Do you have a diet high in sugar?

Eating a diet high in sugars satisfies and rewards both the pleasure and pain centres of your brain. When your sugar levels become too low, the desire to seek out sugar becomes amplified, impacting your chromium levels and sugar metabolism. 

What’s with sugar?
Once you start eating foods high in sugar, it can be hard to stop. Sugary foods are typically high in calories and low in both nutrients and fibre, and their ability to make you ‘feel good’ makes them easier to overeat. High-sugar diets increase the excretion of chromium through the urine, which can leave you needing more of this important mineral. A diet high in simple sugars or refined carbohydrates increases chromium requirements.

What is chromium?
Chromium is an essential trace mineral well known for its role in carbohydrate, fat and protein metabolism in general, and sugar metabolism in particular; chromium is a co-factor in all insulin-regulated activities in the body. Chromium picolinate and chromium chloride are two trivalent forms of chromium; the same form of chromium mainly found in foods and the form your body can utilise. Trivalent chromium is the most stable form of chromium and has good bioavailability and absorption. Chromium is found throughout the body, although the highest concentrations found in the bones, spleen, liver and kidneys.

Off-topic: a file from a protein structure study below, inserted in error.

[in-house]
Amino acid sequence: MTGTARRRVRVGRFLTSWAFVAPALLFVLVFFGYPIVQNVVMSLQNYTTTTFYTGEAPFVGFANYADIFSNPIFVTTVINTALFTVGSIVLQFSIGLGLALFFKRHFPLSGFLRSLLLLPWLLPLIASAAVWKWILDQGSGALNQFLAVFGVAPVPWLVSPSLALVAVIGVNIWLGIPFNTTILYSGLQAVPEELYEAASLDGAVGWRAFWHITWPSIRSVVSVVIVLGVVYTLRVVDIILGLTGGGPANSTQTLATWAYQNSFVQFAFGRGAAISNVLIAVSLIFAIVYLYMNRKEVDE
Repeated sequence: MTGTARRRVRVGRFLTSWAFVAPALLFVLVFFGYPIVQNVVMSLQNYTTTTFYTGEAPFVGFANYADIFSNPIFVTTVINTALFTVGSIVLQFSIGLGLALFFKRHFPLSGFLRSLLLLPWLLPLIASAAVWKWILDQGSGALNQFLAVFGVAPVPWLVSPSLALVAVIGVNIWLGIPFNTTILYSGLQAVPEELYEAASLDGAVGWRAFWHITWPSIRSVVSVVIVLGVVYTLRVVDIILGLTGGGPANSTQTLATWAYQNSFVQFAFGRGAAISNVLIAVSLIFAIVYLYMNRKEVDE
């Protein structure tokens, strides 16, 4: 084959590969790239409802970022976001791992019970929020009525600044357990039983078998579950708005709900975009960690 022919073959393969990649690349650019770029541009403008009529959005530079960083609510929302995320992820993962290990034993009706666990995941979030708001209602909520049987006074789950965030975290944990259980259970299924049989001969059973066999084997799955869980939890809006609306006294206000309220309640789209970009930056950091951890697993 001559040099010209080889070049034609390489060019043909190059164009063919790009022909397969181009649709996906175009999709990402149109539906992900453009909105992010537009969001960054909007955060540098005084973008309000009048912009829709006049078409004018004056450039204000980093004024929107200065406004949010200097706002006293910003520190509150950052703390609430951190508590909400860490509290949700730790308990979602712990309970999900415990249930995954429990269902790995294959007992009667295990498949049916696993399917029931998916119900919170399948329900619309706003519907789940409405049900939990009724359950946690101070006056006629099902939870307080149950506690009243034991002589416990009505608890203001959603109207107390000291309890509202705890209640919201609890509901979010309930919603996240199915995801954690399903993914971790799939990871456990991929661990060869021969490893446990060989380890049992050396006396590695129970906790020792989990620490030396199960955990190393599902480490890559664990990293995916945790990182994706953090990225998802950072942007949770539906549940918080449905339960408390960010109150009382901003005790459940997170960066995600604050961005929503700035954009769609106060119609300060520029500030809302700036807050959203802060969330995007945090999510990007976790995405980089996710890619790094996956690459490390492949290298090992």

Low levels of chromium
Although a chromium deficiency is relatively rare, low levels of chromium are very common as good dietary sources of chromium are scarce, so chromium intake is generally low. Increased urinary excretion of chromium due to a diet high in simple sugars or refined carbohydrates, strenuous exercise, infection and periods of stress all exacerbate low levels of chromium. See Chromium MAX.

Chromium and glucose metabolism
Chromium is particularly important for healthy sugar metabolism. Chromium is a component of Glucose Tolerance Factor (GTF), considered the biologically active form of chromium involved in sugar metabolism. Through GTF, chromium acts as a co-factor that regulates the activity of insulin and assists in the uptake of sugar from the blood into the cells, so it can be used for energy. Athletes or those involved in strenuous exercise may have increased requirements for chromium. See GlucoPlex.

Benefits of chromium:

  • An important component of GTF, the biologically active form of chromium
  • Involved in sugar metabolism
  • Assists in the uptake of sugar into cells
  • Requirements are increased when consuming a diet high in sugar
  • Necessary for carbohydrate, fat and protein metabolism 

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